The physical, chemical and spectroscopic properties of alcohols are relative to it’s chemical structures. Alcohols are compounds of the general formula ROH, where R is any alkyl or substituted alkyl group. The hydroxyl group (OH groups) is the characteristic functional group of alcohols and is one of the most important functional groups of naturally occurring organic molecules. All carbohydrates and their derivatives, including nucleic acids, have hydroxyl groups. Some amino acids, most steroids, many terpenes, and plant pigments have hydroxyl groups. These substances serve many diverse purposes for the support and maintenance of life. One extreme example is the potent toxin tetrodotoxin, which is isolated from puffer fish and has obvious use for defense against predators. This compound has special biochemical interest, having six different hydroxylic functions arranged on a cagelike structure:
On the more practical side, vast quantities of simple alcohols —methanol, ethanol, 2-propanol, 1-butanol —and many ethers are made from petroleum-derived hydrocarbons. These alcohols are widely used as solvents and as intermediates for the synthesis of more complex substances.
The reactions involving the hydrogens of alcoholic OH groups are expected to be similar to those of water, HOH, the simplest hydroxylic compound. Alcohols, ROH, can be regarded in this respect as substitution products of water. However, with alcohols we shall be interested not only in reactions that proceed at the O-H bond but also with processes that result in cleavage of the C-O bond, or changes in the organic group R.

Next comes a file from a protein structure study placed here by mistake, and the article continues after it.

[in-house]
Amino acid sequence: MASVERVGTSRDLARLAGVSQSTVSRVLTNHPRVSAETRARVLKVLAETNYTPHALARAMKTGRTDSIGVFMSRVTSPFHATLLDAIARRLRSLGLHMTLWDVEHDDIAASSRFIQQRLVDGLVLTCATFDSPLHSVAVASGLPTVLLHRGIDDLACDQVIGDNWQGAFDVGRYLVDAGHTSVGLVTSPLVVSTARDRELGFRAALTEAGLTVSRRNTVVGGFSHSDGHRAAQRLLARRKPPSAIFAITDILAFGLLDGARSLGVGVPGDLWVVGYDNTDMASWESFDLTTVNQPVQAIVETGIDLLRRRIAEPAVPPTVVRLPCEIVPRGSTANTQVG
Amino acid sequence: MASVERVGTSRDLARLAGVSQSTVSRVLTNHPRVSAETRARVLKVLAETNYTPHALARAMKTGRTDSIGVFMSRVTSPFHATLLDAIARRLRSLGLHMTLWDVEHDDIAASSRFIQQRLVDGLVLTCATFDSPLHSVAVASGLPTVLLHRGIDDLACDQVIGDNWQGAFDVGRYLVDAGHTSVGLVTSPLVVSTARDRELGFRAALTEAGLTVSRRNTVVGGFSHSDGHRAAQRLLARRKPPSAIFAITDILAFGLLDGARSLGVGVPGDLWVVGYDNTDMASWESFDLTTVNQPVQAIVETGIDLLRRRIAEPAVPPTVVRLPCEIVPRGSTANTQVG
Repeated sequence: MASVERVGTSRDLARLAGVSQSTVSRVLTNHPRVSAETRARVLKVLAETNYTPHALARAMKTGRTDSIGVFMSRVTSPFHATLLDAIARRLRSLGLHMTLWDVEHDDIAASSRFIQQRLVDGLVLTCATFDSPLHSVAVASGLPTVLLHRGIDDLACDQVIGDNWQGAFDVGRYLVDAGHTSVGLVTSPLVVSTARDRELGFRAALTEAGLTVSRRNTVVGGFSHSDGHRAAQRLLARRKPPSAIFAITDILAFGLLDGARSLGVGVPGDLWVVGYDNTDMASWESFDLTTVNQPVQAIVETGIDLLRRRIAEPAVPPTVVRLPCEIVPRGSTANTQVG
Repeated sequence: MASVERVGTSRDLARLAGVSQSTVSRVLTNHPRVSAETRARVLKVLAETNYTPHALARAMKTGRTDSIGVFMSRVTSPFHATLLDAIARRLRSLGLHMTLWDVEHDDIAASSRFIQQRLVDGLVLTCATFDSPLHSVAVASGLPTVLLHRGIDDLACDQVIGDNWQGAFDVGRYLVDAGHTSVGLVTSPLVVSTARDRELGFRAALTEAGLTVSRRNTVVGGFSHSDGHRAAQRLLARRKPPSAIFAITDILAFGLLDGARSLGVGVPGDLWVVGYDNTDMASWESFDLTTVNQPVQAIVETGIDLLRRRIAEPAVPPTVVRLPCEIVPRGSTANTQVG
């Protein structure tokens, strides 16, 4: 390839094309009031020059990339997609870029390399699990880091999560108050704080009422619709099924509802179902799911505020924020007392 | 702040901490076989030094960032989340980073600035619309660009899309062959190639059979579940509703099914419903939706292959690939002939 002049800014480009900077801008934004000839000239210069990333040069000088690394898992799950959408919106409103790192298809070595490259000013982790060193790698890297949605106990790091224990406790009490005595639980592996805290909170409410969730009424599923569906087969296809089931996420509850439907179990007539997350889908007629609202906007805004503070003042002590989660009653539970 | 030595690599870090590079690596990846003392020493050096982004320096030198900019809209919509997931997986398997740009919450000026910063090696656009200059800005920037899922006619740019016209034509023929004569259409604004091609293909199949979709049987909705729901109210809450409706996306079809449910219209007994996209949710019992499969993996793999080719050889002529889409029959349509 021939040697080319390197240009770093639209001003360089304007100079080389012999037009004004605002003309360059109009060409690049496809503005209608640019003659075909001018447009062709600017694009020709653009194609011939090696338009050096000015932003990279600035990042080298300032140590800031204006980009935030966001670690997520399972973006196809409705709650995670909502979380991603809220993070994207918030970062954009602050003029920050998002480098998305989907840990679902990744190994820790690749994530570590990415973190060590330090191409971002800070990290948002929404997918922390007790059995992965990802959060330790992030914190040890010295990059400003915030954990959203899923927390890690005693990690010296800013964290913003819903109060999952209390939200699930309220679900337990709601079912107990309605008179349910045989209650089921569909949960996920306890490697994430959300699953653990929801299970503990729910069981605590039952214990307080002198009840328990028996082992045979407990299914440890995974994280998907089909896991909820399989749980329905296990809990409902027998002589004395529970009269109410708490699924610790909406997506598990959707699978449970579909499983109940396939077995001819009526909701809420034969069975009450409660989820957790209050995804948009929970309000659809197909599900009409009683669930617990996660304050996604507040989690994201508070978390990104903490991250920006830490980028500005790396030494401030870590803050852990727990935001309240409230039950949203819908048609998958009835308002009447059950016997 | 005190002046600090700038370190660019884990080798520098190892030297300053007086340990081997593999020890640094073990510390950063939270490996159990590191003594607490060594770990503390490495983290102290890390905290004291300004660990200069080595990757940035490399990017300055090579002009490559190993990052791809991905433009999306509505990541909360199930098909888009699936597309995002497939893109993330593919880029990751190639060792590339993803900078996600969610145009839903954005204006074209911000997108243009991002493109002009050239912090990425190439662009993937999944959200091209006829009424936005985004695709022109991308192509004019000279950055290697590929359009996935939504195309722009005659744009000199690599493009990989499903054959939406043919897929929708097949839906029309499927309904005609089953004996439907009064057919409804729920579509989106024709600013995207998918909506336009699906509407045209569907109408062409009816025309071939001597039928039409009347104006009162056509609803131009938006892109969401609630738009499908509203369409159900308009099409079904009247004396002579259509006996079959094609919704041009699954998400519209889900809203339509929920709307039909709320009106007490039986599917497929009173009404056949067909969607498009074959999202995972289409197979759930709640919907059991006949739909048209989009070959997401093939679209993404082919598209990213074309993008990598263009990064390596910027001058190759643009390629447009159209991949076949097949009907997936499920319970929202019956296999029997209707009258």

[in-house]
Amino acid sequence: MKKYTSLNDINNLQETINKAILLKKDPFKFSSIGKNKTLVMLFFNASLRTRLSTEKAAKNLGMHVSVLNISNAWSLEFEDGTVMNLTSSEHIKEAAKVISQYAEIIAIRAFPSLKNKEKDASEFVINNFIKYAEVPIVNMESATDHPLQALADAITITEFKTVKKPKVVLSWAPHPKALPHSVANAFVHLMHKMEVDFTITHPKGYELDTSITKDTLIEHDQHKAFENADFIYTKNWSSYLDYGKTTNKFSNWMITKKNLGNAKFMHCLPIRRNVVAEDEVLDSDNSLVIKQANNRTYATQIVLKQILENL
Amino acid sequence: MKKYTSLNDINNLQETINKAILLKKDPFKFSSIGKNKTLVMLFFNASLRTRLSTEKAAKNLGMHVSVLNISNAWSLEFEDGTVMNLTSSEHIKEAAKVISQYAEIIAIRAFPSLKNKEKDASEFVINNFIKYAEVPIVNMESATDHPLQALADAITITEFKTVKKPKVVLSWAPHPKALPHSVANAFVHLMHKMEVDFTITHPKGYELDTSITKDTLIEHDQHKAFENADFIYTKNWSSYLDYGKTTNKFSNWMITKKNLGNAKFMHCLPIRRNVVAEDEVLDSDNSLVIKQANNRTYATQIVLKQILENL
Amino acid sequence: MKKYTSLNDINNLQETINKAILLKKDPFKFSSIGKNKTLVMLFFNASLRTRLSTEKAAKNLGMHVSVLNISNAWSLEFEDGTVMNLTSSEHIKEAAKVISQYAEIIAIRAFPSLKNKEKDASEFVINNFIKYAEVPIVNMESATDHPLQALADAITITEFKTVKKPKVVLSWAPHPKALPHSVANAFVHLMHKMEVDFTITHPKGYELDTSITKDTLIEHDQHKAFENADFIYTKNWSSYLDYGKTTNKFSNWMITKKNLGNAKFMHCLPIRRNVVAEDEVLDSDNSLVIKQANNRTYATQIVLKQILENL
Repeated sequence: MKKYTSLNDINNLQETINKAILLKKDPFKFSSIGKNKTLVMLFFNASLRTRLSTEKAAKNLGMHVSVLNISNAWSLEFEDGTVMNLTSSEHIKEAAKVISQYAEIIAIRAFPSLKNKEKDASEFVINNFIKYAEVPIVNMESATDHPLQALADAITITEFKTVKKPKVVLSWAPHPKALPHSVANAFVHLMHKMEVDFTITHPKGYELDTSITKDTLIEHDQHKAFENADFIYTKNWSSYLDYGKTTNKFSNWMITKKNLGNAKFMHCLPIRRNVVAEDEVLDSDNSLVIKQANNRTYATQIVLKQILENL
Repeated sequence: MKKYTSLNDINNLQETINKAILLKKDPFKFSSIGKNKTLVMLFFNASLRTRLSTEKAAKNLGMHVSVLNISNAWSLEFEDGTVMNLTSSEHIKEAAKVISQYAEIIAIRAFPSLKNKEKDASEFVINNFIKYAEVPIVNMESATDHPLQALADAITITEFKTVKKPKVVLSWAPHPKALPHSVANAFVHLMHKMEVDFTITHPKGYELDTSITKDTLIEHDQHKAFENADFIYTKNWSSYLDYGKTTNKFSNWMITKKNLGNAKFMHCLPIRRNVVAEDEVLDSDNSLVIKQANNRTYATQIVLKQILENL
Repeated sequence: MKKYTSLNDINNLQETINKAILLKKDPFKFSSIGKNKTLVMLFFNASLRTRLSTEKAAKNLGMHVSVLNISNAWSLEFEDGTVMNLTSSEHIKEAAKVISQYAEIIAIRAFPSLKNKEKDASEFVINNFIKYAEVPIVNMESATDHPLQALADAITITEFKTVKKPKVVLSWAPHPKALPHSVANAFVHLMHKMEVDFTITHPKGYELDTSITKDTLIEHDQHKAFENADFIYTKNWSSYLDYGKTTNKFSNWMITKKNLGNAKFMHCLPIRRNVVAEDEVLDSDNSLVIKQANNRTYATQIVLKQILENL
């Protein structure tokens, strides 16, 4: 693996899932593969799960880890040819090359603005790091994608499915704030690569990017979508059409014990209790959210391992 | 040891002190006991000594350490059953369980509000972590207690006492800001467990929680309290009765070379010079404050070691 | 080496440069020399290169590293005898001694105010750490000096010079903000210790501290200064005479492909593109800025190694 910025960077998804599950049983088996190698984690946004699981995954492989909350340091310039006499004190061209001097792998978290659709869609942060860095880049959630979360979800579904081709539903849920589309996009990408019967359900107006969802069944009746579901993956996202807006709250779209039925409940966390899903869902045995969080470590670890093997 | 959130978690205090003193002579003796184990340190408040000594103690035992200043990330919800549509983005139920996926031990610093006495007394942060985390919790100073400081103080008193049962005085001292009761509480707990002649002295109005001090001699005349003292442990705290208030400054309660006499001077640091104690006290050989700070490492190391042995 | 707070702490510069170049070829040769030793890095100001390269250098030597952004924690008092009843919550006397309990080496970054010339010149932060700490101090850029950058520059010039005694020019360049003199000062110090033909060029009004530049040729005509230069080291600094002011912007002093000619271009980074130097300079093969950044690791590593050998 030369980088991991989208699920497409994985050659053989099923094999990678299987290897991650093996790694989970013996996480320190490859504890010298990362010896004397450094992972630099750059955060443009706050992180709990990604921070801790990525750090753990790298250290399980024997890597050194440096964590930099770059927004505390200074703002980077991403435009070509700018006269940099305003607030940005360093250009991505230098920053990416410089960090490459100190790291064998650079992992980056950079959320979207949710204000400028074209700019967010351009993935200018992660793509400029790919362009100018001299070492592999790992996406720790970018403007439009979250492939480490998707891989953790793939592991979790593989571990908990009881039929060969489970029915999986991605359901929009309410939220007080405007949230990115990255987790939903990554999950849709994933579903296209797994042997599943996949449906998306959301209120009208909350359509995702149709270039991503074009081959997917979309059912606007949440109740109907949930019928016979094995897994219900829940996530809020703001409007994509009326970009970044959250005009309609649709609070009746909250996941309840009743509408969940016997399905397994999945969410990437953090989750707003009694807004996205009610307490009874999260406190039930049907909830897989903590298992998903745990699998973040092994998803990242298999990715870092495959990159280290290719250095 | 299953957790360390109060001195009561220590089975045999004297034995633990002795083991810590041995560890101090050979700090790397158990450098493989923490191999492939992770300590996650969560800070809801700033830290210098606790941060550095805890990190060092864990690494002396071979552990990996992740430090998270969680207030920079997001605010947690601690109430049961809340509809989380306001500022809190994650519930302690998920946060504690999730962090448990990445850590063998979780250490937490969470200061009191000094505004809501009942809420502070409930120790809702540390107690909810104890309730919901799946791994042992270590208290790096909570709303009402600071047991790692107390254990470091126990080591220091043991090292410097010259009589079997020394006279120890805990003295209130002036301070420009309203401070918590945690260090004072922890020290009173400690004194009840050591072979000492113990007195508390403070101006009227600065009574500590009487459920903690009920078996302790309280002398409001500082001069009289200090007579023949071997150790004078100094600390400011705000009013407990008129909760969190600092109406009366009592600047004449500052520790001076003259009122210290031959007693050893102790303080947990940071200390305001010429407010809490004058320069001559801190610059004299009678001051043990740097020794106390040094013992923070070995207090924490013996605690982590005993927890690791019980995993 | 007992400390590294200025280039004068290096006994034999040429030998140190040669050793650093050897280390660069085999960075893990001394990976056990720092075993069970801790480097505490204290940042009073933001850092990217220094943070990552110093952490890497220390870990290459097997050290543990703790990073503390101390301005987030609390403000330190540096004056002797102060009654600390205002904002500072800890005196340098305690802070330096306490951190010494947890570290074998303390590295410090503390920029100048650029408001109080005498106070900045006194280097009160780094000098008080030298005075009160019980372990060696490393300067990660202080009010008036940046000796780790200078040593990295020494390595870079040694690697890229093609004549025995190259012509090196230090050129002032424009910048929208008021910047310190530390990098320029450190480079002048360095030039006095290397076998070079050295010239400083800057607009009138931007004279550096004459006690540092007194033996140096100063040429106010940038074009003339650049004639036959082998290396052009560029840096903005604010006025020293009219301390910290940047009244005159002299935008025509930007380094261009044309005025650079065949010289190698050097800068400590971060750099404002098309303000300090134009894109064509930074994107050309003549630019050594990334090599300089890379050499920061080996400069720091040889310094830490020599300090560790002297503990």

The simple ethers, ROR, do not have O-H bonds, and most of their reactions are limited to the substituent groups. The chemistry of ethers, therefore, is less varied than that of alcohols. This fact is turned to advantage in the widespread use of ethers as solvents for a variety of organic reactions, as we already have seen for Grignard reagents. Nonetheless, cyclic ethers with small rings show enhanced reactivity because of ring strain and, for this reason, are valuable intermediates in organic synthesis.
Before turning to the specific chemistry of alcohols and ethers, we remind you that the naming alcohols and ethers is summarized in naming alcohols, phenols and Naming Ethers.
Contributors and Attributions
John D. Robert and Marjorie C. Caserio (1977) Basic Principles of Organic Chemistry, second edition. W. A. Benjamin, Inc. , Menlo Park, CA. ISBN 0-8053-8329-8. This content is copyrighted under the following conditions, "You are granted permission for individual, educational, research and non-commercial reproduction, distribution, display and performance of this work in any format."